Television producers were bogged down in trying to explain how Holmes had traveled through time to today. A 1973 episode of the BBC's Comedy Playhouse featured a story called Elementary My Dear Watson which had Holmes ( John Cleese ) and Watson ( William Rushton ) solving crimes in the 1970s. The fact that they were characters from the Victorian era was part of the joke, and no explanation as to how they existed in this era was needed. Four years later Cleese revisited Sherlock Holmes with the telemovie The Strange Case of the End of Civilization as We Know It. This time Cleese played Arthur Sherlock Holmes, the grandson of Sherlock, and Arthur Lowe was Dr William Watson, the bumbling grandson of John Watson who has bionic legs. While this second Holmes adventure was also a parody, it did introduce the idea of bringing Holmes into the modern era through a decedent. That same idea would be picked up 20 years later with Adventures of Shirley Holmes, a made for kids series that ran between 1996 and 1999 that featured Meredith Henderson as the great grand niece of Sherlock. Another kids show that aired around the same time called Sherlock Holmes in the 22nd Century was a cartoon that skipped the present and brought Holmes into the future. Someone has cloned Moriarty and the master criminal has become a major threat. Scientists decide to use their advanced technology to bring Sherlock Holmes back to life to track the Moriarty clone down.

 

If anyone could solve the problem of bringing Sherlock Holmes across time to the current it would be writers for Doctor Who. The popular science fiction series featured a time traveling alien known as The Doctor who could have easily taken Holmes and Watson into his time machine and deposited them in any era. Doctor Who writers Mark Gatiss and Steven Moffat began discussing Sherlock Holmes on a train ride to a Doctor Who production meeting, and came to the realization that Doyle had never specifically set Holmes in any era. When the first novel was written the events had been set two years previously, as did most of the Sherlock Holmes stories. These were reminiscences of Dr. John Watson written within a few years after their events. When Doyle wrote the stories they took place in what was then contemporary times. But having established a dates in the early stories, it became clear that Holmes would be at retirement age by 1917, so Doyle simply began writing stories that were dated years earlier. Other famous detectives had the luxury of being timeless. The elderly Miss Marple was introduced in the late 1920s, Nancy Drew and The Hardy Boys introduced the same decade. While Marple seemed to defy the grimm reaper by remaining elderly and alive for decades, Nancy and the Hardy's never aged beyond their teenage years. Mike Hammer's first story took place in 1947, Ellery Queen in 1923, Nero Wolfe in 1934, Philip Marlowe in 1939 and Hercule Poirot in 1920. None of these detectives were ever permanently locked into the eras they were introduced, and as a result movies and television series based on them usually took place in contemporary times.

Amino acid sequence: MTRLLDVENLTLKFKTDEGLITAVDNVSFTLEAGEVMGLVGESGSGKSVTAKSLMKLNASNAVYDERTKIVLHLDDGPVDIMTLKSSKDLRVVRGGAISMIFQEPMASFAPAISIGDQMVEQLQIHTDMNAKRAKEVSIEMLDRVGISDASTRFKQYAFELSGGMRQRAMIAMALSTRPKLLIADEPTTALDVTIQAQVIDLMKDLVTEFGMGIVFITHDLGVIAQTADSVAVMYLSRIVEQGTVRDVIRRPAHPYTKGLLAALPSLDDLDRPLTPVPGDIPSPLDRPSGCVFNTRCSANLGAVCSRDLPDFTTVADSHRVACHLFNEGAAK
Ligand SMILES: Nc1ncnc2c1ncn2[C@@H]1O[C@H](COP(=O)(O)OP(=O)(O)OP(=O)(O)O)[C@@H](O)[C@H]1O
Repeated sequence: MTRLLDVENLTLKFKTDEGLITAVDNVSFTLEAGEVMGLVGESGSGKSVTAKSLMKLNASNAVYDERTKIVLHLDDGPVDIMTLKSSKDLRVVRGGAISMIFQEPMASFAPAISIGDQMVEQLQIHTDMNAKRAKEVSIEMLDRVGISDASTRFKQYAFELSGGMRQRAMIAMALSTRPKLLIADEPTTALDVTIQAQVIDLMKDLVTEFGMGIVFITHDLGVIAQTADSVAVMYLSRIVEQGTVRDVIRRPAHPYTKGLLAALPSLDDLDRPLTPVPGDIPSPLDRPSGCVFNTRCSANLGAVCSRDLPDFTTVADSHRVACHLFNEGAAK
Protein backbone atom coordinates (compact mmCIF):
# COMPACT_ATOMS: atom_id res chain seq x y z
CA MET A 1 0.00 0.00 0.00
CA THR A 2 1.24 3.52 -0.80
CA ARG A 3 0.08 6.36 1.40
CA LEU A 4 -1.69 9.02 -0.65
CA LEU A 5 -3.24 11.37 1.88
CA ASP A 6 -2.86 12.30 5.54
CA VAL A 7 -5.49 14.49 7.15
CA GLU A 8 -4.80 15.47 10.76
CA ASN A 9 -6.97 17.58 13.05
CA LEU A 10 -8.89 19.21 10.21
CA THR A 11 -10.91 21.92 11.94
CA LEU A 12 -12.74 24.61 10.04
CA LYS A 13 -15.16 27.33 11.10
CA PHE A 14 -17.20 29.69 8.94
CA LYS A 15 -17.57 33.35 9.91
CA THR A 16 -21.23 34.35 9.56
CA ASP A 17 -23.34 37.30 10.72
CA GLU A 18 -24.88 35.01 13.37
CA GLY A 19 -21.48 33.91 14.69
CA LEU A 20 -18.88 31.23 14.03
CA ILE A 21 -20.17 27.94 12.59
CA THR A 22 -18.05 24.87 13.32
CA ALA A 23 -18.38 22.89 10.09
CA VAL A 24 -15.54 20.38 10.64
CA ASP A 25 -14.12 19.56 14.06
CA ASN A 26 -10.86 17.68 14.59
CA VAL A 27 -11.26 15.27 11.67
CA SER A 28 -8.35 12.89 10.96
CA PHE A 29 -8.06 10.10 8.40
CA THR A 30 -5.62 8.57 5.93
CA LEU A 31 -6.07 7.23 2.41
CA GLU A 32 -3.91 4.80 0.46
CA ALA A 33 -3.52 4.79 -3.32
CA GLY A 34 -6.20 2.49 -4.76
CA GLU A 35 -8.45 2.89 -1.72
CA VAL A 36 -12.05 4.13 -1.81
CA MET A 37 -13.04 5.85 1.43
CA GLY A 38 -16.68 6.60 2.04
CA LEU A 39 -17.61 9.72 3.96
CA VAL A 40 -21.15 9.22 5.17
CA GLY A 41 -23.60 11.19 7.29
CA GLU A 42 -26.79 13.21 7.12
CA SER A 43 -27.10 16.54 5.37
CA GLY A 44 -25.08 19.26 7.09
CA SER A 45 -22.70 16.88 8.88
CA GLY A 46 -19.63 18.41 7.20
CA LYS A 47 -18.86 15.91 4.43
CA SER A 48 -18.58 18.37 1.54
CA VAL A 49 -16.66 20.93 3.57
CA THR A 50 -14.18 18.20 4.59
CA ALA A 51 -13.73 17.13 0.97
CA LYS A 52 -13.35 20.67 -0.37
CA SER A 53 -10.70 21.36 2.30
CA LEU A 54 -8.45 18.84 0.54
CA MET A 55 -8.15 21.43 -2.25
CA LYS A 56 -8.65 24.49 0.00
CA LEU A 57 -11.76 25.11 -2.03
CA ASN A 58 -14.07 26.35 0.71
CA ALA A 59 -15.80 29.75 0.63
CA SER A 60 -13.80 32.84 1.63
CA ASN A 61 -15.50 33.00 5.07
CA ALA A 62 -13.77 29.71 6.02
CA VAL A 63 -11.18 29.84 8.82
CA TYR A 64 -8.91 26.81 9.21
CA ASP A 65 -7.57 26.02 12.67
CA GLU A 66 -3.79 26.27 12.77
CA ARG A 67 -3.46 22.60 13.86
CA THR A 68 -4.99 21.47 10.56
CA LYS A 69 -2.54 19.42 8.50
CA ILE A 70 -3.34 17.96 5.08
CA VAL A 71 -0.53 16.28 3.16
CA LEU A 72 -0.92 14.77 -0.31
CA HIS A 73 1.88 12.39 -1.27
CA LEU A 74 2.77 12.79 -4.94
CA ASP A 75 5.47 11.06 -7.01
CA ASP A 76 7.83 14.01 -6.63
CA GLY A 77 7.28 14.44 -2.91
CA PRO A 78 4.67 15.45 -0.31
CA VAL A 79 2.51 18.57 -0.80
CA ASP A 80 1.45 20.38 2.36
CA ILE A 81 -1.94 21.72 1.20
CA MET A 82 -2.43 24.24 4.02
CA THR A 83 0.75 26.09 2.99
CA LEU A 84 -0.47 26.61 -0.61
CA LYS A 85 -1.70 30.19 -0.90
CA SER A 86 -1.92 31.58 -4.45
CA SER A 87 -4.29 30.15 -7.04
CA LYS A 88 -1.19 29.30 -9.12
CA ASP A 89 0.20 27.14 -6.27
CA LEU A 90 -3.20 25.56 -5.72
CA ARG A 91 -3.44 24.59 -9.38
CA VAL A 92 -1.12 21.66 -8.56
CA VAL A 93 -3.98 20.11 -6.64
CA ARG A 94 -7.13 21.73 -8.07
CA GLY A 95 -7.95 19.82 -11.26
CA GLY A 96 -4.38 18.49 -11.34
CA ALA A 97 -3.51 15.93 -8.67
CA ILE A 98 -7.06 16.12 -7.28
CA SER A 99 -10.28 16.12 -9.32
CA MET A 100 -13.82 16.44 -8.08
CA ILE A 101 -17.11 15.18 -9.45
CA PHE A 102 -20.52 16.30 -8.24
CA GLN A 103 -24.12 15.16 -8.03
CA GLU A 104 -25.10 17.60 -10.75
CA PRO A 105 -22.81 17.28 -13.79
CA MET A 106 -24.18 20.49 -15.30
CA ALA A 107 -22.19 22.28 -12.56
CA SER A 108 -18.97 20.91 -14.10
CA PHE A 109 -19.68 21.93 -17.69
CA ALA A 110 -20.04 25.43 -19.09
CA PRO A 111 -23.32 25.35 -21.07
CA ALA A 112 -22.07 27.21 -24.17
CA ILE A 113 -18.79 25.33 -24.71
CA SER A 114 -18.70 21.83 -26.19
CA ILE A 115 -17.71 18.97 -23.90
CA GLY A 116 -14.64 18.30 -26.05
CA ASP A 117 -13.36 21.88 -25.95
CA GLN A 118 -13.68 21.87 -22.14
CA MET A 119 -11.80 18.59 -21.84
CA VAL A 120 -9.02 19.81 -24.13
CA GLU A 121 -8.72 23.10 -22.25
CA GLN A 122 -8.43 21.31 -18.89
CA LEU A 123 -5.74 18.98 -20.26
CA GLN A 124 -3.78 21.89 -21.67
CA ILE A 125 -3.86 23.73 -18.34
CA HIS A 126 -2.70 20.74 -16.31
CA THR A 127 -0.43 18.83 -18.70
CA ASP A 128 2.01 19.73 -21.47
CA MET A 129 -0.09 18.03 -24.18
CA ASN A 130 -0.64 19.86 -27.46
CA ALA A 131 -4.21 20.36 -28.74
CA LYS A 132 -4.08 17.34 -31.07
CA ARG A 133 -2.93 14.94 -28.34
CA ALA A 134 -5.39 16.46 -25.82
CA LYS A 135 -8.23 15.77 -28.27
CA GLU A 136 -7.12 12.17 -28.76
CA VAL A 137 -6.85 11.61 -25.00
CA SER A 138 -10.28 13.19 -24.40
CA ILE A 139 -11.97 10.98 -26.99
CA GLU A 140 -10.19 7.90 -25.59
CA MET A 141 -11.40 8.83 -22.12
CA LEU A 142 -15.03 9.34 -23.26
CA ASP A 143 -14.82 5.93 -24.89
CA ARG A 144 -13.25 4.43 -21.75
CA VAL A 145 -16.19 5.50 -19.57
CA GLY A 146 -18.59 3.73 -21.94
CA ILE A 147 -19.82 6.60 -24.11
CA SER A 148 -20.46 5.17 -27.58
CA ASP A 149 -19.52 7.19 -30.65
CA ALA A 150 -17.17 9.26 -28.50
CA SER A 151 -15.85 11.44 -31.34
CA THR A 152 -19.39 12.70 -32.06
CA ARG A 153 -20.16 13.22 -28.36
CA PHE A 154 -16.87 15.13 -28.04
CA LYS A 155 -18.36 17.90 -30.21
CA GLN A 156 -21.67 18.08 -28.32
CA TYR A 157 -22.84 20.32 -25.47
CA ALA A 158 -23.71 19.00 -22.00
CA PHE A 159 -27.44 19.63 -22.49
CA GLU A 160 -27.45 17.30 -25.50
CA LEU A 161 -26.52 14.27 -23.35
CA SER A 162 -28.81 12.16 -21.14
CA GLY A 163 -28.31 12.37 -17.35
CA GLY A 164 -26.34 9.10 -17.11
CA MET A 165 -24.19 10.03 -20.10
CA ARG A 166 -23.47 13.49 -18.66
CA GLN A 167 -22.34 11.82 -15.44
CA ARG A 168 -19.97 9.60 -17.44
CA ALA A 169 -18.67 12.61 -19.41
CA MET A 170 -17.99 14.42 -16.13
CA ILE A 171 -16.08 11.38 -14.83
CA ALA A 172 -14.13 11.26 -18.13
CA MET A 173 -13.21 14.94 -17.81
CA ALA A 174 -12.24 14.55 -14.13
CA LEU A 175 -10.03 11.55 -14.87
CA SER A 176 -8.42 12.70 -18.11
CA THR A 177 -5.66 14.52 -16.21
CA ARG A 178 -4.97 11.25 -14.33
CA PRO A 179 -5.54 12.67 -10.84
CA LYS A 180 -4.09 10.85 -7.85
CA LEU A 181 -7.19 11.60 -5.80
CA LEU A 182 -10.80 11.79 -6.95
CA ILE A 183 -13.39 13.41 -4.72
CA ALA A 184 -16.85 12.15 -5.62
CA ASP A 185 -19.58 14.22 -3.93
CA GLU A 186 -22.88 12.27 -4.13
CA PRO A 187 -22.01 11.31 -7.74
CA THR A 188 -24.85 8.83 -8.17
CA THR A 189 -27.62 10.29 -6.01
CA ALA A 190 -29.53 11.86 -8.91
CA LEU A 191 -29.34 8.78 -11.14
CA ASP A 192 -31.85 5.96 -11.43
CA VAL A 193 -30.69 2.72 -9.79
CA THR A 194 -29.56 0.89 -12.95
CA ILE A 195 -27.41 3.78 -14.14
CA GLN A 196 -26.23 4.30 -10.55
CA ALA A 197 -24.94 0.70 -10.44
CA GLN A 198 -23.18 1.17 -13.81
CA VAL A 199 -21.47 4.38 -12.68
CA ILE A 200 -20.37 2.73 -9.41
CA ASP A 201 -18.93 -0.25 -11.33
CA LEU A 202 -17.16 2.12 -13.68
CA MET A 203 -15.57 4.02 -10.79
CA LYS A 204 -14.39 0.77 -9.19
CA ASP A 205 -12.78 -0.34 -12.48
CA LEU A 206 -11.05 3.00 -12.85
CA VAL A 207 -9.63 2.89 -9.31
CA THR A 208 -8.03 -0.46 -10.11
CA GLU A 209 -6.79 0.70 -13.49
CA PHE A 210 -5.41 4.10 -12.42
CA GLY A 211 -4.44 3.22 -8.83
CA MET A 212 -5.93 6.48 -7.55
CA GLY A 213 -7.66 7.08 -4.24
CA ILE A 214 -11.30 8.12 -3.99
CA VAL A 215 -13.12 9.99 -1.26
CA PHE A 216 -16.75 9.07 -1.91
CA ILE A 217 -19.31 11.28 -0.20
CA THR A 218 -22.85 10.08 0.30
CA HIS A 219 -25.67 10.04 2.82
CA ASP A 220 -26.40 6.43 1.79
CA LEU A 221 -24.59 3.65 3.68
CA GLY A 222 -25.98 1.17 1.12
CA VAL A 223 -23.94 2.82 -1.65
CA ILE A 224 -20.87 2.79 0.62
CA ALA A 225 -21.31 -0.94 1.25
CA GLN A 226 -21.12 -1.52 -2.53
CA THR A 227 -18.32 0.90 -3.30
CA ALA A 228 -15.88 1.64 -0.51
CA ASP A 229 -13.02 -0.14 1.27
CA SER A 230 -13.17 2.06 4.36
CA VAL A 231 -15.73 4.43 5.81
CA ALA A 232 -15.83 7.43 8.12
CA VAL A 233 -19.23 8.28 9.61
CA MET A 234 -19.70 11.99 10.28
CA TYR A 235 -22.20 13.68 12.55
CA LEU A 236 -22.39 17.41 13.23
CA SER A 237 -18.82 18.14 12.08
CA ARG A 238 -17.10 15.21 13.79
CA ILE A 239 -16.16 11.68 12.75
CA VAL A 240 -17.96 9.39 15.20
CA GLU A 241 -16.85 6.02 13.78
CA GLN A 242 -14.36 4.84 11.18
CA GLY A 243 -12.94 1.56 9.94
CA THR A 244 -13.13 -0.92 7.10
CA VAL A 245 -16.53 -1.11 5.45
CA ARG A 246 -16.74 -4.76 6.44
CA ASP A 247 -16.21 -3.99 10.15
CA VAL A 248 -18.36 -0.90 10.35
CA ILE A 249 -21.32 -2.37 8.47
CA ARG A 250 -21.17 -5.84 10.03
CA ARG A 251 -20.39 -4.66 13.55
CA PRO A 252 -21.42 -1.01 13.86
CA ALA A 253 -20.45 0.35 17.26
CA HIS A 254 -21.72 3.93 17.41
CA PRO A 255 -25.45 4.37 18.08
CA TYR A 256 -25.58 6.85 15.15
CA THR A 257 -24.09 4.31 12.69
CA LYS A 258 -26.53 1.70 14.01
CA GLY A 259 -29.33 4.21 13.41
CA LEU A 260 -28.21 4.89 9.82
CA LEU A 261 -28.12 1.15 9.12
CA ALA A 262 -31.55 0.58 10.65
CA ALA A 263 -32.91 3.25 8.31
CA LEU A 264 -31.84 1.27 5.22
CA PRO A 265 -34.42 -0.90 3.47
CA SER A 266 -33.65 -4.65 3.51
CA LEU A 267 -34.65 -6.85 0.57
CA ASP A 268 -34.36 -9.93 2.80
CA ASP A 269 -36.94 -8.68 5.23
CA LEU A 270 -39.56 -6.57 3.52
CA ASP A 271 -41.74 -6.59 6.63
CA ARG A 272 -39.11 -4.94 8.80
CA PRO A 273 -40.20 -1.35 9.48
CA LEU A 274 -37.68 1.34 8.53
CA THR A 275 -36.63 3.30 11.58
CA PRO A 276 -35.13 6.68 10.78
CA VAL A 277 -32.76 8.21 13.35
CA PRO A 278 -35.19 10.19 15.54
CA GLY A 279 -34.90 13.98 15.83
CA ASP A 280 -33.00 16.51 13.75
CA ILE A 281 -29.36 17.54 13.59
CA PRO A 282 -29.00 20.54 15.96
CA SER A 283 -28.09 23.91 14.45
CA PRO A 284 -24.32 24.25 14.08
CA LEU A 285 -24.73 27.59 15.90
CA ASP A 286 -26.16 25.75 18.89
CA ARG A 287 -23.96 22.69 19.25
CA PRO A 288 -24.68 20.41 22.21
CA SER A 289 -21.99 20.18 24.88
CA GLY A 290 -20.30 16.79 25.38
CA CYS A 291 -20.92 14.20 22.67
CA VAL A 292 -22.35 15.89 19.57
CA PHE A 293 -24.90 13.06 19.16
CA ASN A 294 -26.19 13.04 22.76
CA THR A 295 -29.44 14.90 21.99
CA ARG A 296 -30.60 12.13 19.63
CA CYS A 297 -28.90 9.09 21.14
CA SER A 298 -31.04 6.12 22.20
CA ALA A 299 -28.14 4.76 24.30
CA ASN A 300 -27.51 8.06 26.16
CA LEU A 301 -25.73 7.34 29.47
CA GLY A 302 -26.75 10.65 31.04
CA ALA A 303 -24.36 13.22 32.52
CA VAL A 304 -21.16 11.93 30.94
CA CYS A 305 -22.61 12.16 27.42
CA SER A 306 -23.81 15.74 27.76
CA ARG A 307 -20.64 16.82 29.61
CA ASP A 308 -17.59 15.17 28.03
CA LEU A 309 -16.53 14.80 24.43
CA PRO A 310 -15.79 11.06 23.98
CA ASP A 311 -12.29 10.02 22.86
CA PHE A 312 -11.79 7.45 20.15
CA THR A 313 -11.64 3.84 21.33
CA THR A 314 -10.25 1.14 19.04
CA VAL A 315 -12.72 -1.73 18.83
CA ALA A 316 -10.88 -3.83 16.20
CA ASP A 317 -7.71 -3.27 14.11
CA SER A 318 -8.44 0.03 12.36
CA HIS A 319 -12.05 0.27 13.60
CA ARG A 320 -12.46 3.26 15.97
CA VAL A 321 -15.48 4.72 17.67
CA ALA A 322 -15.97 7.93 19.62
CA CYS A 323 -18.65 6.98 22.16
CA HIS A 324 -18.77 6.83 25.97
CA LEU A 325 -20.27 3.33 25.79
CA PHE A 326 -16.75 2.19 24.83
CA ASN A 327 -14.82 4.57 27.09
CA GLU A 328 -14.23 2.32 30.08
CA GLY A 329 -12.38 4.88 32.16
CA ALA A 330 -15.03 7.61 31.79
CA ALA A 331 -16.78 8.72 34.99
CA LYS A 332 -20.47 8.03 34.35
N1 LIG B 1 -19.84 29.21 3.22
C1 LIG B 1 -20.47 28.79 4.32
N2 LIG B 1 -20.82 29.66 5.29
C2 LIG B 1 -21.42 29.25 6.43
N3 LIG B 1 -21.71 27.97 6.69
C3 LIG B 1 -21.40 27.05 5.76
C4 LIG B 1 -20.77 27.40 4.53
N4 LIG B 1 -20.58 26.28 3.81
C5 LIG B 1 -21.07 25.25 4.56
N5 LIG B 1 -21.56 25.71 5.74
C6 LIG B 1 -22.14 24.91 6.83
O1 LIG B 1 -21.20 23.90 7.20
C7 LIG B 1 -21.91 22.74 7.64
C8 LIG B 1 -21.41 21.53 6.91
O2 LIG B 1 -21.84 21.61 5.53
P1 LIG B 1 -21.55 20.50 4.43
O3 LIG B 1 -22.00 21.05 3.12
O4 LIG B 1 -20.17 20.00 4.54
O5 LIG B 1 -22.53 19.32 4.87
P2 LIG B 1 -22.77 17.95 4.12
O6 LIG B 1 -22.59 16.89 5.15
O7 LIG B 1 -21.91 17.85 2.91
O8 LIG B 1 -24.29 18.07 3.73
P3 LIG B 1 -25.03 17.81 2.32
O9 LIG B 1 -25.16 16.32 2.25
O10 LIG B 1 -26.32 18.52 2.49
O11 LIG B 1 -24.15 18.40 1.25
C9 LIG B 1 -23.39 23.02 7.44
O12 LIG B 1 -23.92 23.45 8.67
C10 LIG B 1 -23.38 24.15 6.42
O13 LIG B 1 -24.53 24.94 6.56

But Holmes had developed a loyal following of enthusiasts who saw Doyles stories as the cannon, including the years the stories took place. Four years after the death of Conan Doyle a group of Holmes fans founded The Baker Street Irregulars, an organization devoted to studying the Sherlock Holmes books written by Doyle. In other words, nerds. And once any fictional character develops a loyal following of nerds, the cannon tends to be locked. The Holmes cannon had been written as if it were actual historical events, so the era where they took place took importance. The one time anyone had broken with that era was during the 1940s. But the Basil Rathbone and Nigel Bruce films had other deviations from the cannon. Watson was portrayed as a bumbling idiot, an image that would stay with that character for decades. The series made many other annoying deviations, such as elevating Moriarty to a recurring arch enemy of Holmes when in the actual cannon Holmes only crossed paths with Moriarty once. While the Rathbone and Bruce films became the gold standard of Sherlock Holmes screen adaptions, it was well known among film producers that fans of the books were not at all happy with them. Perhaps for this reason future adaptions of Sherlock Holmes honored the cannon by keeping Holmes within the Victorian age.

Gatiss and Moffat challenged the idea that Holmes could only be set in the Victorian age with a new series called Sherlock. Here Holmes ( Benedict Cumberbatch ) and Watson ( Martin Freeman ) are the same exact characters as found in the Doyle books, only updated to 2010. Sherlock was a hit for the BBC. But more important it was accepted by Sherlock Holmes enthusiasts. By setting Sherlock Holmes in the present, Gatiss and Moffat did not need to come up with a gimmick that brought Holmes into the present. This is what had hampered the other Holmes series. Instead of getting right to the mystery, the first half hour of the pilot dealt with explaining how Holmes made the jump through time. By the time the actual mystery is presented, most of the audience had lost interest.